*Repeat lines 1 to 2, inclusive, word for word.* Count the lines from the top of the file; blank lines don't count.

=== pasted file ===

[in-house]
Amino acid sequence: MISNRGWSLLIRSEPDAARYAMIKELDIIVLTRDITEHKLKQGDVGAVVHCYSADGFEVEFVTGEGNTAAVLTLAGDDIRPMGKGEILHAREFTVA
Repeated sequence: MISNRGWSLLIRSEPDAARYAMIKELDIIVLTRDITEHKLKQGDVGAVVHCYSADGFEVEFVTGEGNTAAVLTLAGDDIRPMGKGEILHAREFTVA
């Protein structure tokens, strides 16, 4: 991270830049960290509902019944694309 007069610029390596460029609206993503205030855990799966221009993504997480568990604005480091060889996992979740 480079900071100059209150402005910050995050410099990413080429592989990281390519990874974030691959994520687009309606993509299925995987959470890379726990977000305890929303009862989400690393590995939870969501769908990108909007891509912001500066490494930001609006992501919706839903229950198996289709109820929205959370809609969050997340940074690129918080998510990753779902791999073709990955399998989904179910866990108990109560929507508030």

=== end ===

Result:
[in-house]
Amino acid sequence: MISNRGWSLLIRSEPDAARYAMIKELDIIVLTRDITEHKLKQGDVGAVVHCYSADGFEVEFVTGEGNTAAVLTLAGDDIRPMGKGEILHAREFTVA